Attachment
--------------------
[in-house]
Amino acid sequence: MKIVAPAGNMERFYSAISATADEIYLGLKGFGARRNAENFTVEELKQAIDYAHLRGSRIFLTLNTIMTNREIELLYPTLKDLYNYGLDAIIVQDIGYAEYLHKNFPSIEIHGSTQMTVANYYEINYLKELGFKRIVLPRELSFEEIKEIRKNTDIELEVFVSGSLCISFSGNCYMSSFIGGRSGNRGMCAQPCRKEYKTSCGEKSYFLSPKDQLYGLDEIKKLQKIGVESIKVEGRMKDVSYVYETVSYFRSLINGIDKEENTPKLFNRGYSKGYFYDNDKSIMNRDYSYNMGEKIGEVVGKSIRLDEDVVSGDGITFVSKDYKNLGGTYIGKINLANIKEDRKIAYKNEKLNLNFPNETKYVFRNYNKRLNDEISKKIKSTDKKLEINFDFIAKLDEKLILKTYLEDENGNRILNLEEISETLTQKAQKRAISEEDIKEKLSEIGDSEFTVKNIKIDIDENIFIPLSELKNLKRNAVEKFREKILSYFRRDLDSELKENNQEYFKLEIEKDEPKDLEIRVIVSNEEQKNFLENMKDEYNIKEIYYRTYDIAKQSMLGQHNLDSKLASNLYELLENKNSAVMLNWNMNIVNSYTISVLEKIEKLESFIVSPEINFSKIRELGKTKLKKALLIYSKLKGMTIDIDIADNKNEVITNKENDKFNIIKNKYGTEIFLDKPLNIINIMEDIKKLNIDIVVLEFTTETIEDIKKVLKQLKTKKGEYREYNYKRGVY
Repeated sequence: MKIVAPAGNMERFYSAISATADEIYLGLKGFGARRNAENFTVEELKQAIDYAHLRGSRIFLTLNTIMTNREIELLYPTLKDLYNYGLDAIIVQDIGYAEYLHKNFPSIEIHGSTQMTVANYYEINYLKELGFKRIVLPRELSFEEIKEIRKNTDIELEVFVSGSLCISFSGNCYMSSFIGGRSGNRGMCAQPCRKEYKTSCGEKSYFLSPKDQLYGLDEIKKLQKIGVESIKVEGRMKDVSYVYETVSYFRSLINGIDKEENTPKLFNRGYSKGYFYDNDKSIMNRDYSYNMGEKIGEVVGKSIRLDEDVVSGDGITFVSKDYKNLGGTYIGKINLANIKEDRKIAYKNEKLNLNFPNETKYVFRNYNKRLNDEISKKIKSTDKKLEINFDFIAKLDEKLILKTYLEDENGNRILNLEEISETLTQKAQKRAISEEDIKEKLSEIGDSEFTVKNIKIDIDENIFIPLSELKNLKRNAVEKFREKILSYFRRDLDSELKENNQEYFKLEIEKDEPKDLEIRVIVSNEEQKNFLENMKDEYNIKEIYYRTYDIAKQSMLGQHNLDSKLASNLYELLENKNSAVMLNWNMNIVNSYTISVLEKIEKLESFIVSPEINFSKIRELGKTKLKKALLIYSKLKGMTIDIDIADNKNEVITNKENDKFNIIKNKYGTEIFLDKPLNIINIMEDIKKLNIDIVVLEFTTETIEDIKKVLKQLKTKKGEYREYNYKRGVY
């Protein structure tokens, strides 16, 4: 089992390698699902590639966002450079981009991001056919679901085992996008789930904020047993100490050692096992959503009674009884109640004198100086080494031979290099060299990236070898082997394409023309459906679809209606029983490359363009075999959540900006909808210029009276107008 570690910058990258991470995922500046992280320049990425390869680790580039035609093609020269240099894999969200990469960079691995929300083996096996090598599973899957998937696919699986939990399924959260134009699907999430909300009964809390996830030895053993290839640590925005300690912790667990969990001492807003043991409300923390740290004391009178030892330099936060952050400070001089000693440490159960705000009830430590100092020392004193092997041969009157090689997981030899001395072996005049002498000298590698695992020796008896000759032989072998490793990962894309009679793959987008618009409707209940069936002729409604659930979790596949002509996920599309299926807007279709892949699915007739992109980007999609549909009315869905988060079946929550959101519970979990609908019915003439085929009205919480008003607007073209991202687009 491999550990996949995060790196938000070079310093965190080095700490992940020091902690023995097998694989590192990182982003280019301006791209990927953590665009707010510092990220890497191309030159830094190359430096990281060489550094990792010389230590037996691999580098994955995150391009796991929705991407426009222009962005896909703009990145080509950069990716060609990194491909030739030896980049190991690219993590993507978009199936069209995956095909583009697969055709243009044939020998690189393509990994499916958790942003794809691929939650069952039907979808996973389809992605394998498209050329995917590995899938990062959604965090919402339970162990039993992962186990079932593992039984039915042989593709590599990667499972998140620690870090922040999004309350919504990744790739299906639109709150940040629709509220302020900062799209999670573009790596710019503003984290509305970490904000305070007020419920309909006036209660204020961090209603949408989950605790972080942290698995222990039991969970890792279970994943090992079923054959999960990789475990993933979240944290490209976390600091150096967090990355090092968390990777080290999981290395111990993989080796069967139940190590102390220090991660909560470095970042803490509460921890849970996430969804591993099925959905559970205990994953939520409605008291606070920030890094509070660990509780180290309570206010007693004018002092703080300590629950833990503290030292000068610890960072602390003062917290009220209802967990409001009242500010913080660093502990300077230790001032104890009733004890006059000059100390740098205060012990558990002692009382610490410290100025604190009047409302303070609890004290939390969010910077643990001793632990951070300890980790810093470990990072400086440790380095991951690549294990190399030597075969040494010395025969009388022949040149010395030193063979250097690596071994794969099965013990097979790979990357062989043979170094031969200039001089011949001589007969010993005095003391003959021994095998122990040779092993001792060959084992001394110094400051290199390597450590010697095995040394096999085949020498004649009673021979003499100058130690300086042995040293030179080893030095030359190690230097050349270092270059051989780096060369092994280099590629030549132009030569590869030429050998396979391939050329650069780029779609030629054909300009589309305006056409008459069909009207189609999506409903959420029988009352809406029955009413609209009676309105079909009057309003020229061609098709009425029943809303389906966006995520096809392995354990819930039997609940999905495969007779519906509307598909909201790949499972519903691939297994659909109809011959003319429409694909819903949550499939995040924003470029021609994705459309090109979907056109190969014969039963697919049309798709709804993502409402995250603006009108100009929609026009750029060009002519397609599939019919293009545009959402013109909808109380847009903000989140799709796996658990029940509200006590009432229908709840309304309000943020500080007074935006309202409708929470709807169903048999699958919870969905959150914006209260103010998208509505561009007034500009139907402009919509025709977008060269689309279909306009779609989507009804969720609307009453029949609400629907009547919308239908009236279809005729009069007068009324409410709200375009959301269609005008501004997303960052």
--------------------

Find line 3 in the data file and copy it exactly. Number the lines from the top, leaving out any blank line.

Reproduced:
Repeated sequence: MKIVAPAGNMERFYSAISATADEIYLGLKGFGARRNAENFTVEELKQAIDYAHLRGSRIFLTLNTIMTNREIELLYPTLKDLYNYGLDAIIVQDIGYAEYLHKNFPSIEIHGSTQMTVANYYEINYLKELGFKRIVLPRELSFEEIKEIRKNTDIELEVFVSGSLCISFSGNCYMSSFIGGRSGNRGMCAQPCRKEYKTSCGEKSYFLSPKDQLYGLDEIKKLQKIGVESIKVEGRMKDVSYVYETVSYFRSLINGIDKEENTPKLFNRGYSKGYFYDNDKSIMNRDYSYNMGEKIGEVVGKSIRLDEDVVSGDGITFVSKDYKNLGGTYIGKINLANIKEDRKIAYKNEKLNLNFPNETKYVFRNYNKRLNDEISKKIKSTDKKLEINFDFIAKLDEKLILKTYLEDENGNRILNLEEISETLTQKAQKRAISEEDIKEKLSEIGDSEFTVKNIKIDIDENIFIPLSELKNLKRNAVEKFREKILSYFRRDLDSELKENNQEYFKLEIEKDEPKDLEIRVIVSNEEQKNFLENMKDEYNIKEIYYRTYDIAKQSMLGQHNLDSKLASNLYELLENKNSAVMLNWNMNIVNSYTISVLEKIEKLESFIVSPEINFSKIRELGKTKLKKALLIYSKLKGMTIDIDIADNKNEVITNKENDKFNIIKNKYGTEIFLDKPLNIINIMEDIKKLNIDIVVLEFTTETIEDIKKVLKQLKTKKGEYREYNYKRGVY